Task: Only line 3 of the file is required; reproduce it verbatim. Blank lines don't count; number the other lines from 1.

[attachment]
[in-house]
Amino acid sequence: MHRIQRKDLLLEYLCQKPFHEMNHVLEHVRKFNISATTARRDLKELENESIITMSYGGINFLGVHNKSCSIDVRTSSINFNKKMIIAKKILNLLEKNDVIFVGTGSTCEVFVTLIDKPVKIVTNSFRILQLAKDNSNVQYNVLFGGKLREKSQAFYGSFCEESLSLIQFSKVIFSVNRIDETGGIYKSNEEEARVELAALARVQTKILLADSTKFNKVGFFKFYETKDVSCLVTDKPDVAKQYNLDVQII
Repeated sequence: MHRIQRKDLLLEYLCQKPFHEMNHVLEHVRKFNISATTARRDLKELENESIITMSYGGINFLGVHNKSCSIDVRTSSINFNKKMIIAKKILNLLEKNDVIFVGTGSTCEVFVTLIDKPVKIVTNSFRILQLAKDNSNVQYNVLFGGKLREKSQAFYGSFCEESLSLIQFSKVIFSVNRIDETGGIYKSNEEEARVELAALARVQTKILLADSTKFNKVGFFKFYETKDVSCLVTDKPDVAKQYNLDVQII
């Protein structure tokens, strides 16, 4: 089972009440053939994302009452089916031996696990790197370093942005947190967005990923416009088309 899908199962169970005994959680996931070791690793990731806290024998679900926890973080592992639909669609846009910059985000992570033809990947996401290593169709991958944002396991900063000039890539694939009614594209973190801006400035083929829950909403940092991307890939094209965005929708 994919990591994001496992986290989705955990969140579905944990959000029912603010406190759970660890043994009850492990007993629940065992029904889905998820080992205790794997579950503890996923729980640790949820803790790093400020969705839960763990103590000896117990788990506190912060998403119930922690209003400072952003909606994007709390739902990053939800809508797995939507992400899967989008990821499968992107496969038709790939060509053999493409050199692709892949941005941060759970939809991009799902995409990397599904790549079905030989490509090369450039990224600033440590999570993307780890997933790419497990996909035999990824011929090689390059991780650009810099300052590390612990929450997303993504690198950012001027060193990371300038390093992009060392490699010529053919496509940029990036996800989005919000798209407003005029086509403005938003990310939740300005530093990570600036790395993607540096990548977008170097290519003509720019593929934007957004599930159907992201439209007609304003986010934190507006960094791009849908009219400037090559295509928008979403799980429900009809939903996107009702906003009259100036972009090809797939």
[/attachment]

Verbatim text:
Repeated sequence: MHRIQRKDLLLEYLCQKPFHEMNHVLEHVRKFNISATTARRDLKELENESIITMSYGGINFLGVHNKSCSIDVRTSSINFNKKMIIAKKILNLLEKNDVIFVGTGSTCEVFVTLIDKPVKIVTNSFRILQLAKDNSNVQYNVLFGGKLREKSQAFYGSFCEESLSLIQFSKVIFSVNRIDETGGIYKSNEEEARVELAALARVQTKILLADSTKFNKVGFFKFYETKDVSCLVTDKPDVAKQYNLDVQII